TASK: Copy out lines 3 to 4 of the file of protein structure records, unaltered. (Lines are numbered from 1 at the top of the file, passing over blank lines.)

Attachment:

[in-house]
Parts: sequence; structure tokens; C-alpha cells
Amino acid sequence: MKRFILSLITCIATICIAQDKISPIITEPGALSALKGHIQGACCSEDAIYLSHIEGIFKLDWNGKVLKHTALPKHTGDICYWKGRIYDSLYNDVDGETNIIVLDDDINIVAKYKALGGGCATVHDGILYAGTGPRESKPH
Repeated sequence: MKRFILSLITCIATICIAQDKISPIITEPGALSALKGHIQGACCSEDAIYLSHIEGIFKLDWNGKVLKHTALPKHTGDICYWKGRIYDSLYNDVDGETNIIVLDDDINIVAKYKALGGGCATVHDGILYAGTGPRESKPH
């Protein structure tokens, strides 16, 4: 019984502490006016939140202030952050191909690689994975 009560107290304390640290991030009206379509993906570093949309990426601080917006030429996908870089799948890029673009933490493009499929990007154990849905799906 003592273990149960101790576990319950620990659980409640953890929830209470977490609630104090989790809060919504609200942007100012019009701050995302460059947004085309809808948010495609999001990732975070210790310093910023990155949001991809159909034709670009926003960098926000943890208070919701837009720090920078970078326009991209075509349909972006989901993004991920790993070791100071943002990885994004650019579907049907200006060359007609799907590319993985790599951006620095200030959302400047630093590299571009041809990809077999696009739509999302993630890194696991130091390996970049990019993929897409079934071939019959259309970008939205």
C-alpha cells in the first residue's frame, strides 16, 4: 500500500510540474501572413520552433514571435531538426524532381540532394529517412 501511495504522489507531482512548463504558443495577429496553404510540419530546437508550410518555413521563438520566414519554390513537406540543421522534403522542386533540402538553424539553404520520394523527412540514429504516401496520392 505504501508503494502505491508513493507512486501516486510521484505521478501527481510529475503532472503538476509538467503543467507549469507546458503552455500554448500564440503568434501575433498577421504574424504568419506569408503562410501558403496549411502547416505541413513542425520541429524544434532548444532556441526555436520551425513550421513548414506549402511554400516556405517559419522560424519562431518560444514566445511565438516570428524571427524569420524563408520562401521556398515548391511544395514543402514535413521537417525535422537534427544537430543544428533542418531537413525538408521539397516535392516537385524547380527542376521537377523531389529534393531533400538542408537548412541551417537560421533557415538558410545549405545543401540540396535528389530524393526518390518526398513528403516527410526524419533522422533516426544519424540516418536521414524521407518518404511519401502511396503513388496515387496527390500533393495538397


Amino acid sequence: MKRFILSLITCIATICIAQDKISPIITEPGALSALKGHIQGACCSEDAIYLSHIEGIFKLDWNGKVLKHTALPKHTGDICYWKGRIYDSLYNDVDGETNIIVLDDDINIVAKYKALGGGCATVHDGILYAGTGPRESKPH
Repeated sequence: MKRFILSLITCIATICIAQDKISPIITEPGALSALKGHIQGACCSEDAIYLSHIEGIFKLDWNGKVLKHTALPKHTGDICYWKGRIYDSLYNDVDGETNIIVLDDDINIVAKYKALGGGCATVHDGILYAGTGPRESKPH